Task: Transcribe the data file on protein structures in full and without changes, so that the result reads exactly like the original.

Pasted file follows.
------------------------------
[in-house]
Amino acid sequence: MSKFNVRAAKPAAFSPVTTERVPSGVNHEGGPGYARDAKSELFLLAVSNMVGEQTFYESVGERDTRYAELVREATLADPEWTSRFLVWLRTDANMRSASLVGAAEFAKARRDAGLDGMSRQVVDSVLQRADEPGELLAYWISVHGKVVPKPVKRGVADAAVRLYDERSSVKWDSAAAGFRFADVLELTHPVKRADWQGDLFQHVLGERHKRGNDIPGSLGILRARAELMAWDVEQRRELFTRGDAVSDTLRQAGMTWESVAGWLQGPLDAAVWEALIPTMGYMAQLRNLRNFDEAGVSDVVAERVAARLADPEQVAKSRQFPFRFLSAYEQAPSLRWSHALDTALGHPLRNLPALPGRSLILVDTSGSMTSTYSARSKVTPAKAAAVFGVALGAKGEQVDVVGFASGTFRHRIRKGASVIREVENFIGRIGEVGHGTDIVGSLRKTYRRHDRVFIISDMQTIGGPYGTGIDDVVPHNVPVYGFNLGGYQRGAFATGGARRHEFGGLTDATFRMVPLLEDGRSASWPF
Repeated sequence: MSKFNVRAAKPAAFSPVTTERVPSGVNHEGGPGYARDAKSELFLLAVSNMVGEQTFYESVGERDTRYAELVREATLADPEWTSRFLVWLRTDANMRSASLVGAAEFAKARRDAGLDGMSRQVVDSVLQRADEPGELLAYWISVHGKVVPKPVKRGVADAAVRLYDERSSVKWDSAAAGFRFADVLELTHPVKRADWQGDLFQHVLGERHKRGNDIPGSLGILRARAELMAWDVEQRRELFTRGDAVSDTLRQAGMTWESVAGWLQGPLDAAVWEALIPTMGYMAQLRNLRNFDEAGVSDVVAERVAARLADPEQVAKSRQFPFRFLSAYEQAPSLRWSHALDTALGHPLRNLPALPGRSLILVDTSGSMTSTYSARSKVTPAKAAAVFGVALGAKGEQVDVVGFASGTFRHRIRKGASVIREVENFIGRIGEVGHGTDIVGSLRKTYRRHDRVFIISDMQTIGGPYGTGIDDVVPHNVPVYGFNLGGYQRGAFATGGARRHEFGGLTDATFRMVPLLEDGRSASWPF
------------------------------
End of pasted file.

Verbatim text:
[in-house]
Amino acid sequence: MSKFNVRAAKPAAFSPVTTERVPSGVNHEGGPGYARDAKSELFLLAVSNMVGEQTFYESVGERDTRYAELVREATLADPEWTSRFLVWLRTDANMRSASLVGAAEFAKARRDAGLDGMSRQVVDSVLQRADEPGELLAYWISVHGKVVPKPVKRGVADAAVRLYDERSSVKWDSAAAGFRFADVLELTHPVKRADWQGDLFQHVLGERHKRGNDIPGSLGILRARAELMAWDVEQRRELFTRGDAVSDTLRQAGMTWESVAGWLQGPLDAAVWEALIPTMGYMAQLRNLRNFDEAGVSDVVAERVAARLADPEQVAKSRQFPFRFLSAYEQAPSLRWSHALDTALGHPLRNLPALPGRSLILVDTSGSMTSTYSARSKVTPAKAAAVFGVALGAKGEQVDVVGFASGTFRHRIRKGASVIREVENFIGRIGEVGHGTDIVGSLRKTYRRHDRVFIISDMQTIGGPYGTGIDDVVPHNVPVYGFNLGGYQRGAFATGGARRHEFGGLTDATFRMVPLLEDGRSASWPF
Repeated sequence: MSKFNVRAAKPAAFSPVTTERVPSGVNHEGGPGYARDAKSELFLLAVSNMVGEQTFYESVGERDTRYAELVREATLADPEWTSRFLVWLRTDANMRSASLVGAAEFAKARRDAGLDGMSRQVVDSVLQRADEPGELLAYWISVHGKVVPKPVKRGVADAAVRLYDERSSVKWDSAAAGFRFADVLELTHPVKRADWQGDLFQHVLGERHKRGNDIPGSLGILRARAELMAWDVEQRRELFTRGDAVSDTLRQAGMTWESVAGWLQGPLDAAVWEALIPTMGYMAQLRNLRNFDEAGVSDVVAERVAARLADPEQVAKSRQFPFRFLSAYEQAPSLRWSHALDTALGHPLRNLPALPGRSLILVDTSGSMTSTYSARSKVTPAKAAAVFGVALGAKGEQVDVVGFASGTFRHRIRKGASVIREVENFIGRIGEVGHGTDIVGSLRKTYRRHDRVFIISDMQTIGGPYGTGIDDVVPHNVPVYGFNLGGYQRGAFATGGARRHEFGGLTDATFRMVPLLEDGRSASWPF